He told NZPA the Government would not provide subsidies to New Zealand consumers, and high international prices would benefit the economy.
New Zealand exports at least 95% of everything that it produces. The higher pricing for the country’s commodities — milk, meat, wool, vegetables etc — means more money flows into the New Zealand economy, which means more money being available for domestic consumers, Carter was quoted saying.
On Thursday, Mr Carter asked officials for a report to look at whether the market was competitive and whether one operator wasn’t “gaming New Zealand consumers”.
Green Party food spokeswoman Sue Kedgley has called on the Government to set up a full Commerce Commission inquiry into dairy pricing.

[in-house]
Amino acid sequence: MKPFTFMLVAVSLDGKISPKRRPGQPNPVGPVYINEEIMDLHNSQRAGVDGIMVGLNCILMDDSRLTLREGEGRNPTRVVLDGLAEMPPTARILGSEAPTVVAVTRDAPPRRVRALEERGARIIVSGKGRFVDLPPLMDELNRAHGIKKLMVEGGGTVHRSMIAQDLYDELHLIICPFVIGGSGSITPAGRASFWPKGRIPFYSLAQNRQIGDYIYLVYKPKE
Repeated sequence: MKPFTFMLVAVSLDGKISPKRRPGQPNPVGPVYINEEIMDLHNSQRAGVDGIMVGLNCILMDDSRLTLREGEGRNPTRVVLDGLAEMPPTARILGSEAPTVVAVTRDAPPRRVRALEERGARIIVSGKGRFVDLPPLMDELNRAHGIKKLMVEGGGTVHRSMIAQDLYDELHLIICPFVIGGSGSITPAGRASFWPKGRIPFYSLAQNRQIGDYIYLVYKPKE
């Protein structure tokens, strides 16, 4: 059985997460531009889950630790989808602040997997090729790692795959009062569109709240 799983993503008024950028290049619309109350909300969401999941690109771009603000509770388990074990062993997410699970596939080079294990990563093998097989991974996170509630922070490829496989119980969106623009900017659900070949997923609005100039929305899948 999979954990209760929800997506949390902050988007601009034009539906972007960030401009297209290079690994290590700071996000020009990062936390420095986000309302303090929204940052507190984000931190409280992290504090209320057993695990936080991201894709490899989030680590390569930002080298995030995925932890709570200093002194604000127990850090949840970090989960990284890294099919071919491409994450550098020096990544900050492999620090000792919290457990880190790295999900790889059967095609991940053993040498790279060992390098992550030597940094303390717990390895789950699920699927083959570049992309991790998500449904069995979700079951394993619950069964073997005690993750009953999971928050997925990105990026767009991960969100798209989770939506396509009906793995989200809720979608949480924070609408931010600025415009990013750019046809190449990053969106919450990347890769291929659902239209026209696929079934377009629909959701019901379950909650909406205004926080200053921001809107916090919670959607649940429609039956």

Consumer New Zealand has also called for a full investigation.
The country, Kedgley said, need much greater transparency into the pricing practices of the grocery retail sector, especially in areas like dairy where there is very little real competition.
Kedgley said the inquiry should investigate claims by farmers that they receive less than 30% of the price of milk and why high international dairy prices are to blame for rising prices.
Fonterra on Friday announced it would freeze domestic milk prices until the end of the year after widespread criticism that milk had become unaffordable for many families.
However, the dairy co-operative’s decision has baffled some in the dairy industry, who say it is unnecessary and could “end in tears”.
Countdown, Woolworths and Foodtown supermarkets pledged to freeze their milk price for the rest of the year.
Foodstuffs — which covers Pak’nSave, New World and Four Square stores nationwide — yesterday said it would freeze its prices as long as suppliers did.
— National Business Review/NZPA story